Trump administration refuses to join post-Christchurch shooting pledge to tackle online hate speech

White House cites 'respect for freedom of expression' in refusal to sign international agreement

Anthony Cuthbertson
Thursday 16 May 2019 10:33 BST

Two months after the Christchurch terror attacks, the world’s biggest technology companies have made a joint pledge to tackle online extremism.

Amazon, Facebook, Google, Microsoft and Twitter signed up to the Christchurch Call to Action spearheaded by New Zealand prime minister Jacinda Ardern.

In a joint statement, the tech firms laid out a nine-point plan of concrete steps to address the abuse of technology to spread terrorist content.

“The terrorist attacks in Christchurch, New Zealand, in March were a horrifying tragedy,” the statement read. “And so it is right that we come together, resolute in our commitment to ensure we are doing all we can to fight the hatred and extremism that lead to terrorist violence.”

World leaders, including France’s president Emmanuel Macron and Theresa May, met in Paris as part of the Christchurch Call, though the US refused to join the international initiative and suggested it could threaten freedom of speech.

A statement by the White House said: “We continue to be proactive in our efforts to counter terrorist content online while also continuing to respect freedom of expression and freedom of the press.”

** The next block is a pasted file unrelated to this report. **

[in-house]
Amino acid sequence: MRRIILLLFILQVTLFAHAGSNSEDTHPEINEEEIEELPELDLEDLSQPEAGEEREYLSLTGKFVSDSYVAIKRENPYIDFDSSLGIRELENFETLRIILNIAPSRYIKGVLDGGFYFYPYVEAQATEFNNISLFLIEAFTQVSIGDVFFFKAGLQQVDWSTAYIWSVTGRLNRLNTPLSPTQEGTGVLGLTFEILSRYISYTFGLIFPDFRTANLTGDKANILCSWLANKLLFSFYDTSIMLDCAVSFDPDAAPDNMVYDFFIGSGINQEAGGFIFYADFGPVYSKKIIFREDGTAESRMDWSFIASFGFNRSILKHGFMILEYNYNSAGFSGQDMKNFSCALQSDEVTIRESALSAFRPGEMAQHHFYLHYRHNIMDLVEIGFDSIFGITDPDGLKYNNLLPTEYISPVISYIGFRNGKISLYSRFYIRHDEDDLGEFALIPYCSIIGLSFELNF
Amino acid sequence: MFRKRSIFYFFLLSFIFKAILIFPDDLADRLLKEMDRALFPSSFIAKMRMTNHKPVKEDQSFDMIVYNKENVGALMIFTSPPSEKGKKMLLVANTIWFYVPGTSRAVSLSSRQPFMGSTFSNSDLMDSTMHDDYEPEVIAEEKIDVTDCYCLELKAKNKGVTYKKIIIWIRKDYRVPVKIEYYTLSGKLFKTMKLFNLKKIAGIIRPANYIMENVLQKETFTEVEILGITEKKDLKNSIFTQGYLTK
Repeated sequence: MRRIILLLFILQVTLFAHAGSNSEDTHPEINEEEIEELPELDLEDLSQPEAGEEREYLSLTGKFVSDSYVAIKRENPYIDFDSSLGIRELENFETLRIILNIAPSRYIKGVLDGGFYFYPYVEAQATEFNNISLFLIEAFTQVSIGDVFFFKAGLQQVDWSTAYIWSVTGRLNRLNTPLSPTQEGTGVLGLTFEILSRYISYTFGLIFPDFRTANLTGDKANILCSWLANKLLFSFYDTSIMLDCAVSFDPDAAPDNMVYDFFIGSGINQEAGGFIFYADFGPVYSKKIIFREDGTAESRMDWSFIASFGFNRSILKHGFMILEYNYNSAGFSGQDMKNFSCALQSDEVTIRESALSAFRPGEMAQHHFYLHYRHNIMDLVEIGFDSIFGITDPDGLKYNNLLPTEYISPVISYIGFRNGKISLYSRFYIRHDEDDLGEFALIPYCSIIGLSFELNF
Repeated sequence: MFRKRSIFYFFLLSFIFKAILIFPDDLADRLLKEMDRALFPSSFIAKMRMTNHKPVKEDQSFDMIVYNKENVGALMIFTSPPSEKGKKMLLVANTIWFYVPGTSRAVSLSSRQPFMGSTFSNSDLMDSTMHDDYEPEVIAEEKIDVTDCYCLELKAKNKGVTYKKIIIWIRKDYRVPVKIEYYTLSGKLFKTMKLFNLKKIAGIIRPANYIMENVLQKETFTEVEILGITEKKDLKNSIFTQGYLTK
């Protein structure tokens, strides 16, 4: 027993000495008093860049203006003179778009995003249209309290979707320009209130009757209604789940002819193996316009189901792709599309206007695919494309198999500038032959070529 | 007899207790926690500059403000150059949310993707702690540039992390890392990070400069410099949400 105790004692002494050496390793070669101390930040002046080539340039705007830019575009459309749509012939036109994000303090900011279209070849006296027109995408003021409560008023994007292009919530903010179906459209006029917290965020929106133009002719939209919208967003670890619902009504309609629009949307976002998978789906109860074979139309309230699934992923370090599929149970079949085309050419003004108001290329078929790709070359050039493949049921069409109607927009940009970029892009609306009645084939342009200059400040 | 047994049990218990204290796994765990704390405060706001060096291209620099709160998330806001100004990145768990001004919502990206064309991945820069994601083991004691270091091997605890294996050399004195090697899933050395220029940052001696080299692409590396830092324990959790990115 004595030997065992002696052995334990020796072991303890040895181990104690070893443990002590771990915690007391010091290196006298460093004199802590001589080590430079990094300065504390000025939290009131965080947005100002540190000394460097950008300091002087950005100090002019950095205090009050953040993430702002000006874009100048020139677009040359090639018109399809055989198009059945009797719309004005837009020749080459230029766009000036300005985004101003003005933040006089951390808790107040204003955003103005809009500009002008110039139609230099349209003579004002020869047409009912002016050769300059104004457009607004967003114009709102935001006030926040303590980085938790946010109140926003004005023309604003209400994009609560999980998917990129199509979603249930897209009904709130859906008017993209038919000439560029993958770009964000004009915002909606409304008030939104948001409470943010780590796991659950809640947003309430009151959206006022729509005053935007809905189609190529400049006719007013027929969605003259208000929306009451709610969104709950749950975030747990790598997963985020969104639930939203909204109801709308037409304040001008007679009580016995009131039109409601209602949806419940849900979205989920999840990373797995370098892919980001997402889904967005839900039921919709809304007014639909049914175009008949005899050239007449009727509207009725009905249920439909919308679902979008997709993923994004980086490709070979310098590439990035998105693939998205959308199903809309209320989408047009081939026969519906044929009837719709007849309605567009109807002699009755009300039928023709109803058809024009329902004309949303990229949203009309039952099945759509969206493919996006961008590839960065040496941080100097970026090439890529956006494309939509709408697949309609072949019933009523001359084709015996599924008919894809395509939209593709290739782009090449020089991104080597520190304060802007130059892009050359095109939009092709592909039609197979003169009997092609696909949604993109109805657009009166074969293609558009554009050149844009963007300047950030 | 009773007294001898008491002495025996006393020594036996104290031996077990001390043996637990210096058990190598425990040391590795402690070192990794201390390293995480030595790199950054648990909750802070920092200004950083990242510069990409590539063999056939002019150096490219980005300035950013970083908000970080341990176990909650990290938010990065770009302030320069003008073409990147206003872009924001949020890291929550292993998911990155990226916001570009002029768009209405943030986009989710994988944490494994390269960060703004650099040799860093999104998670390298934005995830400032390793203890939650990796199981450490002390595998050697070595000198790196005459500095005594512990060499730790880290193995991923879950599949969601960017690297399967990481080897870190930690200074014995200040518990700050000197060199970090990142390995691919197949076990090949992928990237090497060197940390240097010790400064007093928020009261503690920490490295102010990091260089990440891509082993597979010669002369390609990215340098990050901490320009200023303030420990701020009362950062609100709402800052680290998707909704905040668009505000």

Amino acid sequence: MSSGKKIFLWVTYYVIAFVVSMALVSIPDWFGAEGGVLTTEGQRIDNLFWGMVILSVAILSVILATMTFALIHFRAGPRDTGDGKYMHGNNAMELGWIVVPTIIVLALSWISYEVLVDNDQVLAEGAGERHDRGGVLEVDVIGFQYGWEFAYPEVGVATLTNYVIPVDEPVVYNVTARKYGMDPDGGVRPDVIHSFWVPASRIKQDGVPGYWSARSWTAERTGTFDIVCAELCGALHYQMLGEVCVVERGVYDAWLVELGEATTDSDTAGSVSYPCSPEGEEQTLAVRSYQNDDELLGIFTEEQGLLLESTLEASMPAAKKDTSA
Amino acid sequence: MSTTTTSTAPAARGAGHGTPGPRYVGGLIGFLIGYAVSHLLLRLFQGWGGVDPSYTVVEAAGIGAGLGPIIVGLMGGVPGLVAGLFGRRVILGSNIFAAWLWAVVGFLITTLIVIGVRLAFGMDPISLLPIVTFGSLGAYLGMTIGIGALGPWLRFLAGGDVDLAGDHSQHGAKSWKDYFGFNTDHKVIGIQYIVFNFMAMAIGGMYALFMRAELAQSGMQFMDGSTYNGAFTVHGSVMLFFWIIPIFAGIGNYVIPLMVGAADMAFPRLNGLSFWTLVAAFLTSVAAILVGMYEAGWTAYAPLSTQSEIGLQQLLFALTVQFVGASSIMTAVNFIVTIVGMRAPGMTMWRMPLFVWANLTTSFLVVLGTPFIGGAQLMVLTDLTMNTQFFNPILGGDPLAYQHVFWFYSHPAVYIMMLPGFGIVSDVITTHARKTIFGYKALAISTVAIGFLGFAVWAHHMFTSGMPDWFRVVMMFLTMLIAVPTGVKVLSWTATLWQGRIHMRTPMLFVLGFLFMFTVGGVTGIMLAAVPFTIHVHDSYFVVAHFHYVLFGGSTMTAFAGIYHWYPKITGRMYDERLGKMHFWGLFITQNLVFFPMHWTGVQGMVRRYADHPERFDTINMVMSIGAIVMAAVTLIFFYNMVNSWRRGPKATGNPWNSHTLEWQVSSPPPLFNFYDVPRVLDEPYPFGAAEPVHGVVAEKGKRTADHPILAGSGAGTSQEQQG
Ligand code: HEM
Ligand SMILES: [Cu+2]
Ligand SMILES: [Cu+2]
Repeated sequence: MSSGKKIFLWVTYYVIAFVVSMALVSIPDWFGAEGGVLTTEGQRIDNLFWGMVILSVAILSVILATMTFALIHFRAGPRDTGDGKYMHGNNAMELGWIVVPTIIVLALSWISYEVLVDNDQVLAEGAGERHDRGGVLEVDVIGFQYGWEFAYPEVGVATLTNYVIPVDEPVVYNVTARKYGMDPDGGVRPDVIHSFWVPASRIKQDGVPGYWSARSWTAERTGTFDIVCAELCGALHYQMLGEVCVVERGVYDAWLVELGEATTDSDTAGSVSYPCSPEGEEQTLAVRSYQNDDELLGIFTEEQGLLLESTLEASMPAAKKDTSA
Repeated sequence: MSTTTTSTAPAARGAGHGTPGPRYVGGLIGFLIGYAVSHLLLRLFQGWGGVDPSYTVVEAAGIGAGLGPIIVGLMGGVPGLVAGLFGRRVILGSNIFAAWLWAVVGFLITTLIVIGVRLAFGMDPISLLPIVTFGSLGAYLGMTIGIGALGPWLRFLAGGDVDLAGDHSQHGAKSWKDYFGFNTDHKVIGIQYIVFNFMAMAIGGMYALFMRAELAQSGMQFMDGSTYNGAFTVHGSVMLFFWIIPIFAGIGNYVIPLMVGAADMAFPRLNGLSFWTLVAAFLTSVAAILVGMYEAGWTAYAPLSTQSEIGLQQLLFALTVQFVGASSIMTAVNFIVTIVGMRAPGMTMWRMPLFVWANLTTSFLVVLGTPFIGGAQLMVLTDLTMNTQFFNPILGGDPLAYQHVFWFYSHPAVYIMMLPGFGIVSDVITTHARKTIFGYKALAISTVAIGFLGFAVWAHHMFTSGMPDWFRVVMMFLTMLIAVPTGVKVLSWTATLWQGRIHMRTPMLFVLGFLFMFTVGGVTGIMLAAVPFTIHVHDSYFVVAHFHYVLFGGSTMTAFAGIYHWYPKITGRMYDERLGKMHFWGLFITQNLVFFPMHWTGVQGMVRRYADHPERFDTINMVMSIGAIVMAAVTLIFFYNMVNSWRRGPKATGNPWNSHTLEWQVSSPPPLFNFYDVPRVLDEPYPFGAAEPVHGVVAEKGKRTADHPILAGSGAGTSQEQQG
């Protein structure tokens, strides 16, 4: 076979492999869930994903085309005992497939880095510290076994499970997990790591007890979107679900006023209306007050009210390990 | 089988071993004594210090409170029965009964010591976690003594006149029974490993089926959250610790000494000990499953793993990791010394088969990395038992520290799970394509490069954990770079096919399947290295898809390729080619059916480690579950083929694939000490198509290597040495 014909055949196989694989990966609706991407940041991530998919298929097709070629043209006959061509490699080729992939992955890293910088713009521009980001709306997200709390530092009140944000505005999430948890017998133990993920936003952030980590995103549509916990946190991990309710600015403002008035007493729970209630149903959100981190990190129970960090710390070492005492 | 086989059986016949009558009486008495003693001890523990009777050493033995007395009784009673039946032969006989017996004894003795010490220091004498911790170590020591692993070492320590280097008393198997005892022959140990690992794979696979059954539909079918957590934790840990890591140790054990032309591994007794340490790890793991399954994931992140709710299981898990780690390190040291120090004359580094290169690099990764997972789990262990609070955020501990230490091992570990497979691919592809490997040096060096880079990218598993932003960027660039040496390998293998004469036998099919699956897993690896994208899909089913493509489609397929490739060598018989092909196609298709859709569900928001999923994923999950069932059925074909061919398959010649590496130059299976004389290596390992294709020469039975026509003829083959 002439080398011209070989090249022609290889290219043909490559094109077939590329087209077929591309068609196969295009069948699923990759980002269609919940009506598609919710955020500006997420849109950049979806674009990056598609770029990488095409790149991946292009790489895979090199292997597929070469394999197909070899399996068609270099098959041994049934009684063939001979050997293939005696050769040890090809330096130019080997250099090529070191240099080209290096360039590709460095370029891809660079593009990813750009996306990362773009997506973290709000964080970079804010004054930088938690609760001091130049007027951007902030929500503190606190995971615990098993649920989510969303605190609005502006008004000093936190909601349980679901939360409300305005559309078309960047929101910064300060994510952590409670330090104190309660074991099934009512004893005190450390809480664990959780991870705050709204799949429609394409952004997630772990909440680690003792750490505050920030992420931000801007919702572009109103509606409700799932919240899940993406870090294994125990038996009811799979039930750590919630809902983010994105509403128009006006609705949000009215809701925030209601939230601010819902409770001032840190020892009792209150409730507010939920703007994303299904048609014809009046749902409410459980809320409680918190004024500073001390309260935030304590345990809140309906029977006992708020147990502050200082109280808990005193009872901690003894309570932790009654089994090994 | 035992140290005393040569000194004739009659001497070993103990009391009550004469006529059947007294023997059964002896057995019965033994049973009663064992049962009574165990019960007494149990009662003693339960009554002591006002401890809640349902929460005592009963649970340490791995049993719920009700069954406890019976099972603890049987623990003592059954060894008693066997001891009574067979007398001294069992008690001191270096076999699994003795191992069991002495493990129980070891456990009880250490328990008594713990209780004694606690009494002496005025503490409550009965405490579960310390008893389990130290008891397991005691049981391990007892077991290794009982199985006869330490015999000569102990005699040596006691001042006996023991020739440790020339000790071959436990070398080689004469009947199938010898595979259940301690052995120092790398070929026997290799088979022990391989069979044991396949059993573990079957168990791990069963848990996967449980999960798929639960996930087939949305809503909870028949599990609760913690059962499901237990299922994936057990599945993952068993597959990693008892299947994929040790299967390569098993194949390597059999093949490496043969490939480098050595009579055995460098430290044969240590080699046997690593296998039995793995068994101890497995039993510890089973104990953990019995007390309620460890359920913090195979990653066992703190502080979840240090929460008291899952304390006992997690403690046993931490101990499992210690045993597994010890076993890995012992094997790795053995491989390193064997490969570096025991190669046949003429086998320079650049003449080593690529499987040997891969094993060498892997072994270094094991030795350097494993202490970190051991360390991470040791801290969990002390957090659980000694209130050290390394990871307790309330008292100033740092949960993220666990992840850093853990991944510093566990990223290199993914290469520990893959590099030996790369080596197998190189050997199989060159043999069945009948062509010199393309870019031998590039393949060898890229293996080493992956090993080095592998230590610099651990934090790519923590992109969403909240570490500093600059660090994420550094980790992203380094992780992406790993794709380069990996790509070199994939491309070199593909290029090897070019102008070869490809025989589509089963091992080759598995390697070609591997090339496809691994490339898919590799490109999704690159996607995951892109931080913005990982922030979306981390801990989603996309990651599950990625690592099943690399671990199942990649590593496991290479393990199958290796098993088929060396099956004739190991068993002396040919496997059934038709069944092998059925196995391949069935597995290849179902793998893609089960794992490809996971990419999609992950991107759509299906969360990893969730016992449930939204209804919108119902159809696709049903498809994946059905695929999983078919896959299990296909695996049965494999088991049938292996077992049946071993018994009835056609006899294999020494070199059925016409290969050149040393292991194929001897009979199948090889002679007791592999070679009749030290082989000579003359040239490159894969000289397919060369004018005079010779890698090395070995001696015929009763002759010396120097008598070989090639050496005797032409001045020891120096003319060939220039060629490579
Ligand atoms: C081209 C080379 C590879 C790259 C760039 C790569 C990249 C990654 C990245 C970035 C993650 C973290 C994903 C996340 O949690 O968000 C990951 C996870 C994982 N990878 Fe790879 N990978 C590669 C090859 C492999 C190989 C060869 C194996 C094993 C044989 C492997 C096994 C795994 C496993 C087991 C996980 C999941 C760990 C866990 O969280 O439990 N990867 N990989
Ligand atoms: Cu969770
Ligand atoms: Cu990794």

Donald Trump has routinely demonised journalists as “enemies of the people” and denounced critical reporting as “fake news”.

“We continue to support the overall goals reflected in the call. We will continue to engage governments, industry and civil society to counter terrorist content on the internet,” his administration’s statement added.

Earlier on Wednesday, Facebook announced its own measures to help prevent the use of its platform to share extremist content. During the March attacks, which saw 51 people killed and 50 injured, a live stream of the shootings was viewed thousands of times on Facebook before being removed.

Facebook claims its new rules concerning who is able to use its Facebook Live feature would have prevented the terrorist from streaming the shooting.

Checks on livestreaming formed one of the five “individual action” points in the tech firms’ joint pledge, along with updating their terms of use, creating more ways to report extremist content, improving AI technology to recognise such content, and publishing transparency reports.

Together with the five individual efforts, the companies agreed on four collaborative actions: developing shared technology; establishing protocols with governments for use during crises; education efforts; and working across the industry to combat hate and bigotry.

“Terrorism and violent extremism are complex societal problems that require an all-of-society response,” the statement concluded.

“For our part, the commitments we are making today will further strengthen the partnership that governments, society and the technology industry must have to address this threat.”

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